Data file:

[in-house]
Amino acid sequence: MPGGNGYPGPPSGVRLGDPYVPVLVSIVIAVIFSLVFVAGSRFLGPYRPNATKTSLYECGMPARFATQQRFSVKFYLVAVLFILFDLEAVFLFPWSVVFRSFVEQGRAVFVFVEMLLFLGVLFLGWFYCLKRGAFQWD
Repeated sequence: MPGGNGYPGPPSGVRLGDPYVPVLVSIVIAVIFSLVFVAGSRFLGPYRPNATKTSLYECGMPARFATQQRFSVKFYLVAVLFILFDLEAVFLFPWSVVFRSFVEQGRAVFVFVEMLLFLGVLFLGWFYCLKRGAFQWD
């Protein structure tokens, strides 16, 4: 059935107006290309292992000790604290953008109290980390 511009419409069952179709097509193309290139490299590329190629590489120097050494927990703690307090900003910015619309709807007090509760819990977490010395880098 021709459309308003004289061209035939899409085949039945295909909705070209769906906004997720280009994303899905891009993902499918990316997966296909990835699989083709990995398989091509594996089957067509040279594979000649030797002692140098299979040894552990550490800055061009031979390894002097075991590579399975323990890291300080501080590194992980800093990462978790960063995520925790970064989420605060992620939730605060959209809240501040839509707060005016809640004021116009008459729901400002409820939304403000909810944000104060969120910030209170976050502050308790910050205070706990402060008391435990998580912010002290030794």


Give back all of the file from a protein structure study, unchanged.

[in-house]
Amino acid sequence: MPGGNGYPGPPSGVRLGDPYVPVLVSIVIAVIFSLVFVAGSRFLGPYRPNATKTSLYECGMPARFATQQRFSVKFYLVAVLFILFDLEAVFLFPWSVVFRSFVEQGRAVFVFVEMLLFLGVLFLGWFYCLKRGAFQWD
Repeated sequence: MPGGNGYPGPPSGVRLGDPYVPVLVSIVIAVIFSLVFVAGSRFLGPYRPNATKTSLYECGMPARFATQQRFSVKFYLVAVLFILFDLEAVFLFPWSVVFRSFVEQGRAVFVFVEMLLFLGVLFLGWFYCLKRGAFQWD
């Protein structure tokens, strides 16, 4: 059935107006290309292992000790604290953008109290980390 511009419409069952179709097509193309290139490299590329190629590489120097050494927990703690307090900003910015619309709807007090509760819990977490010395880098 021709459309308003004289061209035939899409085949039945295909909705070209769906906004997720280009994303899905891009993902499918990316997966296909990835699989083709990995398989091509594996089957067509040279594979000649030797002692140098299979040894552990550490800055061009031979390894002097075991590579399975323990890291300080501080590194992980800093990462978790960063995520925790970064989420605060992620939730605060959209809240501040839509707060005016809640004021116009008459729901400002409820939304403000909810944000104060969120910030209170976050502050308790910050205070706990402060008391435990998580912010002290030794």